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    ABSTRACT: Mentoring has been present within surgical training for many years, albeit in different forms. There is evidence that formal mentoring can improve patient outcomes and facilitate learning and personal growth in the mentee. The Association of Surgeons in Training (ASiT) is an independent educational charity working to promote excellence in surgical training. This document recommends the introduction of a structured mentoring programme, which is readily accessible to all surgical trainees. A review of the available evidence - including an ASiT-led survey of its membership - highlights the desire of surgical trainees to have a mentor, whilst the majority do not have access to one. There is also very limited training for those in mentoring roles. In response, ASiT have implemented a pilot mentoring scheme, with surgical trainees acting both as mentors and mentees. Based on the existing literature, survey data and pilot experience, ASiT formalises in this document consensus recommendations for mentoring in surgical training.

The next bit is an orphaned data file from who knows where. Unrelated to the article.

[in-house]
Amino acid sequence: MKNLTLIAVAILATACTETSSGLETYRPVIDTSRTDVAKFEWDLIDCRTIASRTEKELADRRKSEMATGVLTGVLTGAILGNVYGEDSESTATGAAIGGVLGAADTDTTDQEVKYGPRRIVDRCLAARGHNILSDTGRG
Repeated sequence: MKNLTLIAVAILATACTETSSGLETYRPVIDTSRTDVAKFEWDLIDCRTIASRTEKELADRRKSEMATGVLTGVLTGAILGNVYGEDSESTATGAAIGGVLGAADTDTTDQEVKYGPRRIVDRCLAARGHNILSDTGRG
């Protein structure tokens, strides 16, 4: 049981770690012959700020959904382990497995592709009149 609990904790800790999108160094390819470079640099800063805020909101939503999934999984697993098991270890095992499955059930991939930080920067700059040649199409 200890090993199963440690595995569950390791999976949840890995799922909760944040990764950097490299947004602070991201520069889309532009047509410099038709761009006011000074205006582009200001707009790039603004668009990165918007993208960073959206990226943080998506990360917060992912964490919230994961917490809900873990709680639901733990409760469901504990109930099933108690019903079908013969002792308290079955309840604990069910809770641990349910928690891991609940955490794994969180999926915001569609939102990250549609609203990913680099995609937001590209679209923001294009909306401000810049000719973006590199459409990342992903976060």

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    ABSTRACT: This study aimed to determine and compare the opinions of trainees and trainers attending courses using two simulation models (fresh frozen cadavers or anaesthetized pigs) and to assess trainees' degree of insight into both the difficulty of different procedures and their operative performance in the simulated environment. Trainers and trainees attending the training courses completed questionnaires. Performance was evaluated using the Global Assessment Score (GAS). Data were collected over a 12-month period from 26 trainers and 77 trainees. The overall satisfaction was high after attendance at either course (4.50 vs. 4.49; p=0.83). When the opinions of the trainees and trainers in cadaveric and animal courses were compared, the findings rated the animal model as superior in terms of tissue quality (3.97 vs. 3.55; p=0.02), persistence of air leak (1.43 vs. 2.40; p<0.001), and lack of disturbance by odor (4.24 vs. 3.41; p<0.001). The cadaveric model provided more realistic simulation for port placement (4.02 vs. 3.11; p<0.001) and anatomy (4.25 vs. 3.00; p<0.001) and was perceived to be superior as a training model (4.53 vs. 3.61; p=0.001). The trainees demonstrated good insight into procedure difficulty and their operative performance. The trainees and trainers were shown to have a good concordance of scores. The trainees were more inclined to underrate and the peers to overrate their performance. Trainees appear to have a good insight into procedure difficulty and their ability. Both training models have advantages and disadvantages, but overall, the cadaveric model is perceived to have a higher fidelity and greater educational value.